Data Openness in EU
(this page is part of my 2011 report on “Open Data: Emerging trends, issues and best practices”. Please follow that link to reach the Introduction and Table of Content, but don’t forget to also check the notes for readers! of the initial report of the same project, “Open Data, Open Society”)
Both the interest and the need for data opennes at the European Union level remain high. Here, without making any complete analysis, we’ll only report and comment a few relevant episodes. While studies continue to point at the political and economical advantages of Open Data, great inefficiencies and delays still keep the time and cost savings that could be achieved a far goal for the European Union.
All the principles of the Open Declaration (collaboration, transparency, empowerment) have been declared key areas of action of the new EC eGov action plan. Particularly important, as explained by David Osimo in EU eGov action plan published: the good, the bad and the unknown, are the actions on Open Data (a EU portal and a revision of the EU PSI directive), and on citizens control over their data. However the Action Plan contains no reference to the need for a more open and collaborative governance.
In the case of European Structural Funds, as Luigi Reggi reported in March 2011:
there is no single point of access to the data. Hundreds of Managing Authorities are following different paths and implementing different information strategies when opening up their data.
Many databases (often simple PDF lists) `[...show...]` huge variation not only in the way they can be accessed but also in content and quality of data provided.
... `[...The results of...]` an independent web-based survey on the overall quality of data published by each Managing Authority responsible for the 434 Operational Programmes approved in July 2009... can be summarized as follows:
The use of open, machine-processable and linked-data formats have unexpected advantages in terms of transparency and re-use of the data by the public and private sector. The application of these technical principles does not need extra budget or major changes in government organization and information management; nor does it require the update of existing software and infrastructures. What is needed today is the promotion among national and local authorities of the culture of transparency and the raising of awareness of the benefits that could derive from opening up existing data and information in a re-usable way.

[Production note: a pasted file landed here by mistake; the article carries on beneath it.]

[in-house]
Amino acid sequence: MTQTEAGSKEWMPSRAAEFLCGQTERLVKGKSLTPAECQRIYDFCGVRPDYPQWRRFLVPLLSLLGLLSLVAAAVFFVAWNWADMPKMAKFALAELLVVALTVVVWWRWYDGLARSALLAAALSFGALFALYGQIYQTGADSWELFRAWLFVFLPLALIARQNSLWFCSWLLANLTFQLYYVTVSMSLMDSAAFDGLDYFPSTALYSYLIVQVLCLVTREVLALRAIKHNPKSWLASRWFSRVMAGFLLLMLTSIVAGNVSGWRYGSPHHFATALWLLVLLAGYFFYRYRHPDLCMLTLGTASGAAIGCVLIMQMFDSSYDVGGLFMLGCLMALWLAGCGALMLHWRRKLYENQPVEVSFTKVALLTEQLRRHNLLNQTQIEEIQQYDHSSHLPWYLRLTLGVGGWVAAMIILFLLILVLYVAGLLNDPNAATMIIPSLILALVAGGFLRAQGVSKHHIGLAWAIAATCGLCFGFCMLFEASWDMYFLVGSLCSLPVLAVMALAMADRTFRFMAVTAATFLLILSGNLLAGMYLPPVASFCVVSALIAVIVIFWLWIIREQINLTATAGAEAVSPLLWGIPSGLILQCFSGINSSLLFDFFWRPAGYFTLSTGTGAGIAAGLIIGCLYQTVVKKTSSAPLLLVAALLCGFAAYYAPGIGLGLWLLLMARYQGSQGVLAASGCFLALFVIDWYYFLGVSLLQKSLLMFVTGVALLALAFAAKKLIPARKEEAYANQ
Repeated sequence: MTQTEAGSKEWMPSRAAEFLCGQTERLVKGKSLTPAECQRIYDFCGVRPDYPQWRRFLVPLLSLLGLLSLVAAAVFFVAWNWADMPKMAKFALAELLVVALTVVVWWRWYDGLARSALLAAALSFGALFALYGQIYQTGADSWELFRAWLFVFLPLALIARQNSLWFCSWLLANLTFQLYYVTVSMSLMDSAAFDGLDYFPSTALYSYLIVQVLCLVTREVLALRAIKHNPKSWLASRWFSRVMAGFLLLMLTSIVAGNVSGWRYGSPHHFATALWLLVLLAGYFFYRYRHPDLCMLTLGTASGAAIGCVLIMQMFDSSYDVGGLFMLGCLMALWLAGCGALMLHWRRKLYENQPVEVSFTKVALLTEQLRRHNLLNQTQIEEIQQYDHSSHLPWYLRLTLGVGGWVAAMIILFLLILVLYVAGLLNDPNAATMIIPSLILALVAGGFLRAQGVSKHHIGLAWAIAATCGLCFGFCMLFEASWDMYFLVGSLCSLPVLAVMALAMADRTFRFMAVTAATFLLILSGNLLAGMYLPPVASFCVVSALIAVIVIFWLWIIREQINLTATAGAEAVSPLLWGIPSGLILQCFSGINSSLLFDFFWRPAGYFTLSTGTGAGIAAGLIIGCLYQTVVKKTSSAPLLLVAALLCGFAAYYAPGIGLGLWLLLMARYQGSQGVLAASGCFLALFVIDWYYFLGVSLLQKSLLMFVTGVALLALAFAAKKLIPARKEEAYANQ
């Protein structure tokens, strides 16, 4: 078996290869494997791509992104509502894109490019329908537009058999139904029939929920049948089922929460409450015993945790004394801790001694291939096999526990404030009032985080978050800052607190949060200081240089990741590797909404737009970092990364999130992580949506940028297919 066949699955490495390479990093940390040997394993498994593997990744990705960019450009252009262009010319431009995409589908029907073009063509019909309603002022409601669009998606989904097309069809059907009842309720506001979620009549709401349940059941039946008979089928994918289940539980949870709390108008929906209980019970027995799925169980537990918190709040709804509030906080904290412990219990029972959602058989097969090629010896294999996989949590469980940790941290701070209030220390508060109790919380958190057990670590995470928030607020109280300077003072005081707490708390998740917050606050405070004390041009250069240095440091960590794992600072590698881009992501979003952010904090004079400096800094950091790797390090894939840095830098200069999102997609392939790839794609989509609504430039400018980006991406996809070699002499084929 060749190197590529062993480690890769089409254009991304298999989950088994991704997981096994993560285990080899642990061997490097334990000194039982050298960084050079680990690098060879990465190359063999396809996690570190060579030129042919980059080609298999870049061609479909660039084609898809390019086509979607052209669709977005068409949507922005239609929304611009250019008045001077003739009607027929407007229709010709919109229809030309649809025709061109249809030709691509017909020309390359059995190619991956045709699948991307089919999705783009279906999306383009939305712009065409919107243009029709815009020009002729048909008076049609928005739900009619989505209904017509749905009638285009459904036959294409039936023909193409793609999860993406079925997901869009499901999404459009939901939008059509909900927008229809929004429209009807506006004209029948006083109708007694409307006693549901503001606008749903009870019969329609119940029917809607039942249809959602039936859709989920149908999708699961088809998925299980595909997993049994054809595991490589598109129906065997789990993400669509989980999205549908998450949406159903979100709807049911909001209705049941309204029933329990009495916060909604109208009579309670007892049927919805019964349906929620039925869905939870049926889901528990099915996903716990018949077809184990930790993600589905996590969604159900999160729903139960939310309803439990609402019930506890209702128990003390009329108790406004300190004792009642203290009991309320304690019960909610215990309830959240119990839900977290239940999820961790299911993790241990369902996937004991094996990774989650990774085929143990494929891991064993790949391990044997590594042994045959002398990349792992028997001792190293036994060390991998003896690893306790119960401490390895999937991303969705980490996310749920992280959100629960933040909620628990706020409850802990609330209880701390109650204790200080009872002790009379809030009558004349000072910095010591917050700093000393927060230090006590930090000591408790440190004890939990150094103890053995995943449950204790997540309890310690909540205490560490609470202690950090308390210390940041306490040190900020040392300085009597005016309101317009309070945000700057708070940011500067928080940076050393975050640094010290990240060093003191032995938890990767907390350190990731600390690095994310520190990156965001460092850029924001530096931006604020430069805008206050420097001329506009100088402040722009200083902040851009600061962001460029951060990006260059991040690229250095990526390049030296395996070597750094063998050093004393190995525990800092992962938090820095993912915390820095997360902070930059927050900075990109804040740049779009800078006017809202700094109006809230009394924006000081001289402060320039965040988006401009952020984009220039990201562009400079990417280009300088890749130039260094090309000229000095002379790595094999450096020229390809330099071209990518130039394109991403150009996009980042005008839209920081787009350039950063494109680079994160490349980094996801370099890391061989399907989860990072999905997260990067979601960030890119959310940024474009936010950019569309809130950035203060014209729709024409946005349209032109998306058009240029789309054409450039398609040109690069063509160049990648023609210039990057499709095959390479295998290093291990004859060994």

TheEuropean Cohesion Policy is only halfway to accomplishing a paradigm shift to open data, with differences in performance both between and - in some cases - within European Countries.
Things don’t go much better for the European Union in the energy field. Carlo Stagnaro wrote in EU Energy Orwellianism: Ignorance Is Strength:
Energy is an active area of EU public policy. Yet authorities are not revealing information (data is surely has) that is crucial to determine whether its policies are distorting the market and come at too high a cost to society. This is a major fault in Europe's credibility in advancing its policy goals, as well as a serious limitation to the accountability of the policy making process
We realized that, while strongly supporting green investments the EU does not know, or does not make it public, how much is spent every year on green subsidies... With regard to green jobs, several estimates exist, but no official figure is provided.
More recently... I discovered that Eurostat does not tell how much coal capacity is installed - as opposed to natural gas- or oil-fueled generation plants. It is possible to know how much coal is used, but not the amount of fixed capital which is invested in coal plants. If data are not available, every conclusion is questionable because it relies on assumptions or estimates.
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